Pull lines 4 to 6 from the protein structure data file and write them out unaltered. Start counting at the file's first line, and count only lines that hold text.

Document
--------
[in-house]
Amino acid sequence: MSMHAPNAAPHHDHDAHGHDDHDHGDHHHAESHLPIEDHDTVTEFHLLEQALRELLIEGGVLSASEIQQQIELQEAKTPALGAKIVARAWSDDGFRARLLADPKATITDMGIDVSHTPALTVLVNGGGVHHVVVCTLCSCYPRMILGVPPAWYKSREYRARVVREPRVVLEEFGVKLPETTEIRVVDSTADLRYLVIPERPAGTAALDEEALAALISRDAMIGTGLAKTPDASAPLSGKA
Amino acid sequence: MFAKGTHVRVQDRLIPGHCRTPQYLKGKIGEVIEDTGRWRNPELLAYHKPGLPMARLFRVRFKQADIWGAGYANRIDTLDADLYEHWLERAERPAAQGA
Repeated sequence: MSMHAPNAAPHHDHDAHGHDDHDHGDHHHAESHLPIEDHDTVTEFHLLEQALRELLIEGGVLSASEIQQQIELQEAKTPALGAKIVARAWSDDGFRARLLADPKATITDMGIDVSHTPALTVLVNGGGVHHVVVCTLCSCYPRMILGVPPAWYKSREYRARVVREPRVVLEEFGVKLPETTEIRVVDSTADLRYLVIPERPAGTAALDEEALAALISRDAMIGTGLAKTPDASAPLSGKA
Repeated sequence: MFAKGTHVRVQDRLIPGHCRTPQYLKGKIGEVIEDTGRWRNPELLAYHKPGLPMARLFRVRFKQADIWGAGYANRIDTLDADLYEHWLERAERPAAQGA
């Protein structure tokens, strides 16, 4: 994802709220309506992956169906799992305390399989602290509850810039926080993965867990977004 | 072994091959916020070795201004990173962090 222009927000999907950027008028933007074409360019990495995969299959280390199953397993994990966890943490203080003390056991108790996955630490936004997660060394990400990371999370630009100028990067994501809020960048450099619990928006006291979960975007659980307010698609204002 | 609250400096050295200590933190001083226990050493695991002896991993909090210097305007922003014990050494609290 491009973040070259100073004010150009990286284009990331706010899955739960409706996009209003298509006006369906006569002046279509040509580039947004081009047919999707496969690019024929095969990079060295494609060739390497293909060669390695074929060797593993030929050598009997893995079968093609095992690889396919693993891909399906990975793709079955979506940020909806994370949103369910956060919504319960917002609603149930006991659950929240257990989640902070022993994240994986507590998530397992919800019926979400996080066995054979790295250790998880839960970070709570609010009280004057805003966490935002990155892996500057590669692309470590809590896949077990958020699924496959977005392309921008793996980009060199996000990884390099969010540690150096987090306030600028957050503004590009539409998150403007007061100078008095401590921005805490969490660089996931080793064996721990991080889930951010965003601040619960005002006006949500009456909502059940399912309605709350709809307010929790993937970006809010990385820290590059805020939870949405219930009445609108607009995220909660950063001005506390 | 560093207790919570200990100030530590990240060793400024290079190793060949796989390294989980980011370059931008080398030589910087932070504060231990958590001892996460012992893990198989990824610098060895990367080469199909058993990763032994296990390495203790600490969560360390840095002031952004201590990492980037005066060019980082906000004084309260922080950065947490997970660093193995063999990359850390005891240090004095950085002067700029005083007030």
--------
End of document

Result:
Repeated sequence: MSMHAPNAAPHHDHDAHGHDDHDHGDHHHAESHLPIEDHDTVTEFHLLEQALRELLIEGGVLSASEIQQQIELQEAKTPALGAKIVARAWSDDGFRARLLADPKATITDMGIDVSHTPALTVLVNGGGVHHVVVCTLCSCYPRMILGVPPAWYKSREYRARVVREPRVVLEEFGVKLPETTEIRVVDSTADLRYLVIPERPAGTAALDEEALAALISRDAMIGTGLAKTPDASAPLSGKA
Repeated sequence: MFAKGTHVRVQDRLIPGHCRTPQYLKGKIGEVIEDTGRWRNPELLAYHKPGLPMARLFRVRFKQADIWGAGYANRIDTLDADLYEHWLERAERPAAQGA
């Protein structure tokens, strides 16, 4: 994802709220309506992956169906799992305390399989602290509850810039926080993965867990977004 | 072994091959916020070795201004990173962090 222009927000999907950027008028933007074409360019990495995969299959280390199953397993994990966890943490203080003390056991108790996955630490936004997660060394990400990371999370630009100028990067994501809020960048450099619990928006006291979960975007659980307010698609204002 | 609250400096050295200590933190001083226990050493695991002896991993909090210097305007922003014990050494609290 491009973040070259100073004010150009990286284009990331706010899955739960409706996009209003298509006006369906006569002046279509040509580039947004081009047919999707496969690019024929095969990079060295494609060739390497293909060669390695074929060797593993030929050598009997893995079968093609095992690889396919693993891909399906990975793709079955979506940020909806994370949103369910956060919504319960917002609603149930006991659950929240257990989640902070022993994240994986507590998530397992919800019926979400996080066995054979790295250790998880839960970070709570609010009280004057805003966490935002990155892996500057590669692309470590809590896949077990958020699924496959977005392309921008793996980009060199996000990884390099969010540690150096987090306030600028957050503004590009539409998150403007007061100078008095401590921005805490969490660089996931080793064996721990991080889930951010965003601040619960005002006006949500009456909502059940399912309605709350709809307010929790993937970006809010990385820290590059805020939870949405219930009445609108607009995220909660950063001005506390 | 560093207790919570200990100030530590990240060793400024290079190793060949796989390294989980980011370059931008080398030589910087932070504060231990958590001892996460012992893990198989990824610098060895990367080469199909058993990763032994296990390495203790600490969560360390840095002031952004201590990492980037005066060019980082906000004084309260922080950065947490997970660093193995063999990359850390005891240090004095950085002067700029005083007030």